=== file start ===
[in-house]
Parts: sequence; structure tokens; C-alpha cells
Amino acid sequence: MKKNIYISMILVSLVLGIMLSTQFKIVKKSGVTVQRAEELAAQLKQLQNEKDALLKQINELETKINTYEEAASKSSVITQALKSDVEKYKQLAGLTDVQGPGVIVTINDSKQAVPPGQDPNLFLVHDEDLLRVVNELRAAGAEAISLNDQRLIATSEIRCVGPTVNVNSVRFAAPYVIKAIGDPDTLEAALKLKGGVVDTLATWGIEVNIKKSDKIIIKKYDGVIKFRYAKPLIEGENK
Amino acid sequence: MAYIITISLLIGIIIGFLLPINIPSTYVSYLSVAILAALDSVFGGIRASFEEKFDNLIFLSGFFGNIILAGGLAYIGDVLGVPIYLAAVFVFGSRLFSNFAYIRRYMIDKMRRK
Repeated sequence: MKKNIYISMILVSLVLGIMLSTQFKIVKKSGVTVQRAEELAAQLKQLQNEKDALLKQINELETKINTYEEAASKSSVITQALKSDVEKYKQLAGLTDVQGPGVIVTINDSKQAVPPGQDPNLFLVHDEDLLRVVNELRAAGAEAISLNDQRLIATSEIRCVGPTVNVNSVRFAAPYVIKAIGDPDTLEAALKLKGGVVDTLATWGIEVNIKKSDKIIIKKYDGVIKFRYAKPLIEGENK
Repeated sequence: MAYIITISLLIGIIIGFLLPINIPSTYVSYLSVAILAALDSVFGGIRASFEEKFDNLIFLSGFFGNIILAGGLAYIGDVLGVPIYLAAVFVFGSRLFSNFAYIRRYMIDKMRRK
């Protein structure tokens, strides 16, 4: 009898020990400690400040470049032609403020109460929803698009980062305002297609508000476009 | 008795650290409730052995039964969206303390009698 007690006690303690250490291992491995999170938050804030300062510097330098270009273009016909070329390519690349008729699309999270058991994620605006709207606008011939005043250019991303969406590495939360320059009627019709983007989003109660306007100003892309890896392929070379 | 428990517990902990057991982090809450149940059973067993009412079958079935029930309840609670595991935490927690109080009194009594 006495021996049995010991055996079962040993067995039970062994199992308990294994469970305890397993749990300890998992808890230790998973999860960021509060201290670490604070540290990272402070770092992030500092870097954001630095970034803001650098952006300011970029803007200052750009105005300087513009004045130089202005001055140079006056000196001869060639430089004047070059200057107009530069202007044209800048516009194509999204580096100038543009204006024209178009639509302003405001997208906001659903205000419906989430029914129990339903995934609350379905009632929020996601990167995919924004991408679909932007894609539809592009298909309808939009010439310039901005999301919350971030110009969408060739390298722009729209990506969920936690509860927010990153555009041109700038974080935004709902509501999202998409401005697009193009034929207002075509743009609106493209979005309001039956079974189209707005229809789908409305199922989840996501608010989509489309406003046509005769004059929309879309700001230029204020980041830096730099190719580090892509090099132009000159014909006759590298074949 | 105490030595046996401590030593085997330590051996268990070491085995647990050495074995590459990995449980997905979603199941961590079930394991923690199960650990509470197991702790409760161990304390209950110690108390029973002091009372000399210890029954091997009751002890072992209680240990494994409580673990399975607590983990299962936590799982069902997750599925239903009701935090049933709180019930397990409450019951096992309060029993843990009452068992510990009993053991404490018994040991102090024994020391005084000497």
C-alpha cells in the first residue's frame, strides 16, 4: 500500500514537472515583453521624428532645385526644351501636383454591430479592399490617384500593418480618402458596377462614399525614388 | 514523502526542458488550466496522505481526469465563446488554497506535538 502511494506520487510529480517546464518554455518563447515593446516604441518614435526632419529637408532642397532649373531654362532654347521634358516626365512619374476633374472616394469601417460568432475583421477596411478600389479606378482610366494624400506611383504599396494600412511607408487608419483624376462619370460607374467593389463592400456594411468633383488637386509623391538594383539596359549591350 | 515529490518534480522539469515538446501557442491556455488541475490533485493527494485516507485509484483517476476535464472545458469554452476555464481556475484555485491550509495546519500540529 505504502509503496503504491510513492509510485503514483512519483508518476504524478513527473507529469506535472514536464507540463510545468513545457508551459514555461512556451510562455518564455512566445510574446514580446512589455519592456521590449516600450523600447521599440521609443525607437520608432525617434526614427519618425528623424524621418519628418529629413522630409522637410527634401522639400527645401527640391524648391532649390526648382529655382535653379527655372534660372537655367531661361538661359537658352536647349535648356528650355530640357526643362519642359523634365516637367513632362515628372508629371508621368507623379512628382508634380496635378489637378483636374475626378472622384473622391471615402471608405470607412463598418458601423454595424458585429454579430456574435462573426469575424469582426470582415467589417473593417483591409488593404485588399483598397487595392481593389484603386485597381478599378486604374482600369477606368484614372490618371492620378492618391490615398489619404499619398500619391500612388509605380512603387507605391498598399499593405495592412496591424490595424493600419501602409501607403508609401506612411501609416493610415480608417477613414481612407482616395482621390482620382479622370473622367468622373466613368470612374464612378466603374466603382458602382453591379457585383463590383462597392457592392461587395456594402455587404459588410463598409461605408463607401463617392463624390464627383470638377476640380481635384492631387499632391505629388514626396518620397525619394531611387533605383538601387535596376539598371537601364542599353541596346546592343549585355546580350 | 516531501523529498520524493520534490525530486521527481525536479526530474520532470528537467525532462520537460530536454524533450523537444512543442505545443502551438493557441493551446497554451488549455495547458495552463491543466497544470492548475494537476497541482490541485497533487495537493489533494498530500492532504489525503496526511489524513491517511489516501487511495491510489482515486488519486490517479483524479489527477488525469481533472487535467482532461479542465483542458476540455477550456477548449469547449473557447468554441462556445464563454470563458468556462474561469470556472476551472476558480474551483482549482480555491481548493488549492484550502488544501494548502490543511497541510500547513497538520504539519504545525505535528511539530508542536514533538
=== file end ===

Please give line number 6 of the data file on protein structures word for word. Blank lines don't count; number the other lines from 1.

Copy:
Repeated sequence: MAYIITISLLIGIIIGFLLPINIPSTYVSYLSVAILAALDSVFGGIRASFEEKFDNLIFLSGFFGNIILAGGLAYIGDVLGVPIYLAAVFVFGSRLFSNFAYIRRYMIDKMRRK